• Advising companies in Brazil on implementing e-commerce, privacy policies and internal policies concerning data protection (including the leading construction material retailer chain and the leading agribusiness information company).

  • Advising a payment solutions start-up in connection with data protection issues in Brazil.

  • Reviewing the Information Security Policy of a major air carrier.

Languages. Portuguese, English, French

Professional associations/memberships

  • São Paulo Section of the Brazilian BAR Association (OAB/SP).

  • Brazilian Intellectual Property Association (ABPI).

  • International Technology Law Association (Itechlaw).

  • Centre for Studies of Law Firms (CESA).

Publications

  • From Brussels to The Hague: The Ongoing Process Towards Effective Multinational Patent Enforcement. IIC.International Review of Intellectual Property and Competition Law, v 32, p 729-761, 2001.

  • Propriedade Intelectual. Introdução à Propriedade Intelectual como Informação (Intellectual Property. Introduction to Intellectual Property as Information): 1. ed. Rio de Janeiro: Elsevier, 2009.

  • As infrações de propriedade industrial e o Marco Civil da Internet (Industrial property infringement and the Internet Act): Gustavo Artese (Coord.). Marco Civil da Internet. 1. Ed., São Paulo, Quartier Latin, 2015.

  • Informação e Globalização. (Information and Globalization): Alberto do Amaral Júnior. (Org.). Direito do Comércio Internacional. 1ed.São Paulo: Editora Juarez de Oliveira, 2002, v Único, p 35-58.

  • A proteção internacional da propriedade intelectual e aspectos incidentes no Mercosul (International protection of intellectual property and its aspects regarding Mercosur): Maristela Basso. (Org). Mercosul. Seus Efeitos Jurídicos, Econômicos e Políticos nos Estados-Membros. 2ed.Porto Alegre: Livraria do Advogado, 1997, v Único, p 287-317.

Pedro Vilhena, Associate, Co-Head of Internet Law Practice

Kasznar Leonardos

T +55 11 2122 6600
F +55 11 2122 6622
E pedro.vilhena@kasznarleonardos.com
W www.kasznarleonardos.com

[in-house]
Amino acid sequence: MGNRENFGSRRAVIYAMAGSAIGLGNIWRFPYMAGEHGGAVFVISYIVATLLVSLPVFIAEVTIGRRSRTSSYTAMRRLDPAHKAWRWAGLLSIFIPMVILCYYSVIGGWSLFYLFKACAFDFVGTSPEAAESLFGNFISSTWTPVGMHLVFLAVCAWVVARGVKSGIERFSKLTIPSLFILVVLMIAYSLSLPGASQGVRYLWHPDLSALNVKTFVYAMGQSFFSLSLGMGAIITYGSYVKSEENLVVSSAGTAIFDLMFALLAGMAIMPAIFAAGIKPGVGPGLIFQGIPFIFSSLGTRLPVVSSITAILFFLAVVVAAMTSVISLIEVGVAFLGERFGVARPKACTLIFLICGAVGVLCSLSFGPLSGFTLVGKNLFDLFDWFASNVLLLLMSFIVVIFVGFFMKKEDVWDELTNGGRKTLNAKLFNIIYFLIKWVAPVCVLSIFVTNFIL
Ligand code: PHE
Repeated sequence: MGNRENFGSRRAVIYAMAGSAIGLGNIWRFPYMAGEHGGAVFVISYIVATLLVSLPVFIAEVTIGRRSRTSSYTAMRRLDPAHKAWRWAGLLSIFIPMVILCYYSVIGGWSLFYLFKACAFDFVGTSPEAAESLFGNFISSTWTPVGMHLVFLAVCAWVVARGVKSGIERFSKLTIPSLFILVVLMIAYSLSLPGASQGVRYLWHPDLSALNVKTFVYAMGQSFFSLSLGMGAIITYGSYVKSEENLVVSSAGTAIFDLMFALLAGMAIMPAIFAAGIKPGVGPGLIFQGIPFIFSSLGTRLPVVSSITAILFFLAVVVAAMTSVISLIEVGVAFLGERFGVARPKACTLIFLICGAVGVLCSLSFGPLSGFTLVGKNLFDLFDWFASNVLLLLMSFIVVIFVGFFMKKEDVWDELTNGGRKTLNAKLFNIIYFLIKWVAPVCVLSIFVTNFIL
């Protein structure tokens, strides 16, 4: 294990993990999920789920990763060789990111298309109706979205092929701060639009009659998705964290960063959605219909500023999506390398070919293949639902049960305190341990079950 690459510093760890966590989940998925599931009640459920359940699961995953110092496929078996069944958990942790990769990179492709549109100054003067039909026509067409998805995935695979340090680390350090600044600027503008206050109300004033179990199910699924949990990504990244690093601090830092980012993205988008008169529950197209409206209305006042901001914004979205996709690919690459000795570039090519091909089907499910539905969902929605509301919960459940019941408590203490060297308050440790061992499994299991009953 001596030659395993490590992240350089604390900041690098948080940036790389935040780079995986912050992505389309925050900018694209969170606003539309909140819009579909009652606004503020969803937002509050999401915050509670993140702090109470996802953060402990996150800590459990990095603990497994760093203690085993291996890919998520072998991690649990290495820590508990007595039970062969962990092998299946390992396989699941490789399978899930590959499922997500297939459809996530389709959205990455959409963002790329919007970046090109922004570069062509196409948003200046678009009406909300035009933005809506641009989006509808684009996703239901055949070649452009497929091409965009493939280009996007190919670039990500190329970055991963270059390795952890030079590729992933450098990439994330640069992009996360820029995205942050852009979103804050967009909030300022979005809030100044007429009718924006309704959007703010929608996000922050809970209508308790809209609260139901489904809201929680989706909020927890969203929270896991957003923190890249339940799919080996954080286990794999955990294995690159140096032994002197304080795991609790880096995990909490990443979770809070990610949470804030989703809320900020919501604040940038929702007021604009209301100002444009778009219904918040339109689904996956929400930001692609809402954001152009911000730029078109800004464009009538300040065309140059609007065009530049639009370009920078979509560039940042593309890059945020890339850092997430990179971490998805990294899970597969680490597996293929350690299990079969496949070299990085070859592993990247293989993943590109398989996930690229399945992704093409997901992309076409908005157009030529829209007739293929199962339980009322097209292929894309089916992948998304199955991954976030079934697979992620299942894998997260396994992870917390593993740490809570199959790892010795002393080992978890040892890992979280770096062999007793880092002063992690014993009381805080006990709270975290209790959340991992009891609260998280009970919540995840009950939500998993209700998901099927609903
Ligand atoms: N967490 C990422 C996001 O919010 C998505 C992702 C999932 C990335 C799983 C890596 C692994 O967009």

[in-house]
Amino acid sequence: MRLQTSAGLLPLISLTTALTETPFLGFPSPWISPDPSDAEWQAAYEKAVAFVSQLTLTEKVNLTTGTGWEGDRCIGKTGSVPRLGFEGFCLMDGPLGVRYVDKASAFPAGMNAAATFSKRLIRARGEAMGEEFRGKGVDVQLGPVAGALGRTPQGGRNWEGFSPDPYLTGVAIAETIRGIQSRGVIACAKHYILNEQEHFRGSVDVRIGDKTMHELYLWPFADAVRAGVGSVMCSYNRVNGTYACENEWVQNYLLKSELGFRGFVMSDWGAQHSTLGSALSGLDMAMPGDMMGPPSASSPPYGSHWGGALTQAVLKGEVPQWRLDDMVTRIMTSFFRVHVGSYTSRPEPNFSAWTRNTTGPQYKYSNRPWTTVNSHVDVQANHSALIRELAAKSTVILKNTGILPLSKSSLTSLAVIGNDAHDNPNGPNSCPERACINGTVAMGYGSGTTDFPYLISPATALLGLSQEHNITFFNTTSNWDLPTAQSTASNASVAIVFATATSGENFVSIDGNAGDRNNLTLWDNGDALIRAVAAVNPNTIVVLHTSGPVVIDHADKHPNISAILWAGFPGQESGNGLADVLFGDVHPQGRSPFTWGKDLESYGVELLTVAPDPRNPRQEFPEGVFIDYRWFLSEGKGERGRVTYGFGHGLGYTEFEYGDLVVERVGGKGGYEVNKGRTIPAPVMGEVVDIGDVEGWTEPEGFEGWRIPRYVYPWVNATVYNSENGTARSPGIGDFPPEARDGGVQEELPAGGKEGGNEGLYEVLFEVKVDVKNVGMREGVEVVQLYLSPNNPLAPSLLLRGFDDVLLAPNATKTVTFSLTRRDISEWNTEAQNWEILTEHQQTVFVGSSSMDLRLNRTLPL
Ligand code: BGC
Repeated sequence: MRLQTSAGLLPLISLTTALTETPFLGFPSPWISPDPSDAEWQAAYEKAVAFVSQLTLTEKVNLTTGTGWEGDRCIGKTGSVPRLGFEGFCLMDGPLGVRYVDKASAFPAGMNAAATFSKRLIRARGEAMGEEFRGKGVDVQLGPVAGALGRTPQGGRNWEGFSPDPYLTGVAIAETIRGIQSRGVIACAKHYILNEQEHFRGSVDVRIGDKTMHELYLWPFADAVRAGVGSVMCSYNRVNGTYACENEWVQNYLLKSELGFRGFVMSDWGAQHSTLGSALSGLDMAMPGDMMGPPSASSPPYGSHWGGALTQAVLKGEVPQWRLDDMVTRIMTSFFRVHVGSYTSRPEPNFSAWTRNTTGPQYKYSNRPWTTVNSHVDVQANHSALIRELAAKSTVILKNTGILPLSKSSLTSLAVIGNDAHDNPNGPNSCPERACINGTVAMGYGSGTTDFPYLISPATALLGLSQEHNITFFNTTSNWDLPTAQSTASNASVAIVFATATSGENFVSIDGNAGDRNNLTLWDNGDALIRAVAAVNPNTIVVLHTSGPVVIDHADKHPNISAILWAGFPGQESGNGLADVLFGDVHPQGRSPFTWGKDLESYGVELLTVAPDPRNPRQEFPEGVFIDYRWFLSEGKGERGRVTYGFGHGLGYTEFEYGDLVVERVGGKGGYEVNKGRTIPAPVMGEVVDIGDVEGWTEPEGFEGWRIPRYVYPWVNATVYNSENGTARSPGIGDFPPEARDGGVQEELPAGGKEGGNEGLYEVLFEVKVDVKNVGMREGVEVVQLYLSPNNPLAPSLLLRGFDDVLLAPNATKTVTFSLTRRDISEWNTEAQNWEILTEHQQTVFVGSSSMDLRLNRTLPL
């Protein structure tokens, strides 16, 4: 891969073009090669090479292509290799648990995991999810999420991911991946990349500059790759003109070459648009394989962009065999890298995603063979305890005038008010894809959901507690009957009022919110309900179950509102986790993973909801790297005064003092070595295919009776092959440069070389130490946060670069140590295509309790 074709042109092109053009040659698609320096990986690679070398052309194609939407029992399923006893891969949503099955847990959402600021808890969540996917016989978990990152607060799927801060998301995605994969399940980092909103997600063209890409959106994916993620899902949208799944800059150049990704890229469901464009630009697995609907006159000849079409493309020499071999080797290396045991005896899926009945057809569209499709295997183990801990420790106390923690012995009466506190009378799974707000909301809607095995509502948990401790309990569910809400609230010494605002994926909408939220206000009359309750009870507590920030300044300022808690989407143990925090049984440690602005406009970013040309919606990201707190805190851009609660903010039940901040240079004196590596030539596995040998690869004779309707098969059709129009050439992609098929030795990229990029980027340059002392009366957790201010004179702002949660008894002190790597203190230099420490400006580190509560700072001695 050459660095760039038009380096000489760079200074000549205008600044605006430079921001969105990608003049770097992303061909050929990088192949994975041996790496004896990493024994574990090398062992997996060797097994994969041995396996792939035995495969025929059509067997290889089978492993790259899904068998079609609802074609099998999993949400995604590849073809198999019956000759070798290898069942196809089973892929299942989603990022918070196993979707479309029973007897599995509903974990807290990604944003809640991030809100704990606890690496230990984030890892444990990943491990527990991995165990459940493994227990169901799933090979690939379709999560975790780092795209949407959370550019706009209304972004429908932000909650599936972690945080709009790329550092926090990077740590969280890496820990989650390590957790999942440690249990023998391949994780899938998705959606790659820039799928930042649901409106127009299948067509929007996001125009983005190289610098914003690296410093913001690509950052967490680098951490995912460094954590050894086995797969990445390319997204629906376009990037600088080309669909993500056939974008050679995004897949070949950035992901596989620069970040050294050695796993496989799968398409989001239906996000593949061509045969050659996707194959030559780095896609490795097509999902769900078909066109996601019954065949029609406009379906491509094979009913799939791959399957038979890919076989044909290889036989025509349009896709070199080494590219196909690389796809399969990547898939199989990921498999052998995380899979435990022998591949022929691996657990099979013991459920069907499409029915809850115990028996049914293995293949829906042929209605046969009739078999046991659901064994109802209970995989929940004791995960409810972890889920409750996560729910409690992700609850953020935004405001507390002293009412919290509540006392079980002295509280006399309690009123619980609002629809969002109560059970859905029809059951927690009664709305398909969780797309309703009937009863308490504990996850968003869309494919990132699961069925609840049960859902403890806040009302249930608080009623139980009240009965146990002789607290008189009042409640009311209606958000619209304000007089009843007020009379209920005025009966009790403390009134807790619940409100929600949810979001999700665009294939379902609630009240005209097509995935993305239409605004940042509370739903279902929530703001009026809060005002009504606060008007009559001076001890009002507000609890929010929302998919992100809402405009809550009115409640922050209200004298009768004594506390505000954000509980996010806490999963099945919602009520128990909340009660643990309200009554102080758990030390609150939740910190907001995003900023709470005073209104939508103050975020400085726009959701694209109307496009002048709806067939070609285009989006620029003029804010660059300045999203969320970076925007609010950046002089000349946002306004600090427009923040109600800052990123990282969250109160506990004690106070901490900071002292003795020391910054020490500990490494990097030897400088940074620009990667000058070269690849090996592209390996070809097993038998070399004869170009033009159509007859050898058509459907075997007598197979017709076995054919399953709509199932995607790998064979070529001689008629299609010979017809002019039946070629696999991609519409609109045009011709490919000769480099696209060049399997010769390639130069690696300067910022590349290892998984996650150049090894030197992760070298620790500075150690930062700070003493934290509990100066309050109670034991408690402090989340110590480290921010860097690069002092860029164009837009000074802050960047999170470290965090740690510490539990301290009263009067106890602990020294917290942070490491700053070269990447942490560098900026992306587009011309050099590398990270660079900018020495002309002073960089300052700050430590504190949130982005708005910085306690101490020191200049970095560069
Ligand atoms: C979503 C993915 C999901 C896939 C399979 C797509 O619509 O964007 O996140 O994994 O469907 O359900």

Professional qualifications. Brazil, lawyer

Areas of practice. Data protection law; intellectual property law.

Non-professional qualifications. LLM in International European Intellectual Property Law, CEIPI - Strasbourg University; invited lecturer in several institutions.

Recent transactions

  • Advising companies in Brazil on implementing e-commerce, privacy policies and internal policies concerning data protection (including the leading construction material retailer chain and the leading agribusiness information company).

  • Advising a payment solutions start-up in connection with data protection issues in Brazil.

  • Reviewing the Information Security Policy of a major air carrier.

Languages. Portuguese, English, French, Spanish

Professional associations/memberships

  • São Paulo Section of the Brazilian BAR Association (OAB/SP).

  • Brazilian Intellectual Property Association (ABPI).

  • International Trademark Association (INTA) - Chair of the Latin American and the Caribbean SubCommittee on Non-traditional Marks.

Publications

  • A responsabilidade civil de provedores na internet (Liability of application providers on the internet). Correio Braziliense, June 26, 2016.

  • Companies face new challenges regarding data protection in Brazil. Global Data Hub, 1 May 2015.

  • Lessons from China. Managing IP, 30 April 2014.

  • The evolution of the Brazilian legal framework in view of major entertainment and sporting events. Intellectual Property and Entertainment Law, 1 September 2013.


{ "siteName" : "PLC", "objType" : "PLC_Doc_C", "objID" : "1247648159396", "objName" : "ACT_OWNED - READ_ONLY - 4-520-1732", "userID" : "2", "objUrl" : "http://us.practicallaw.com/cs/Satellite/us/resource/4-520-1732?null", "pageType" : "Resource", "academicUserID" : "", "contentAccessed" : "true", "analyticsPermCookie" : "22e97be00:15b15fa47d7:-2d4c", "analyticsSessionCookie" : "22e97be00:15b15fa47d7:-2d4b", "statisticSensorPath" : "http://analytics.practicallaw.com/sensor/statistic" }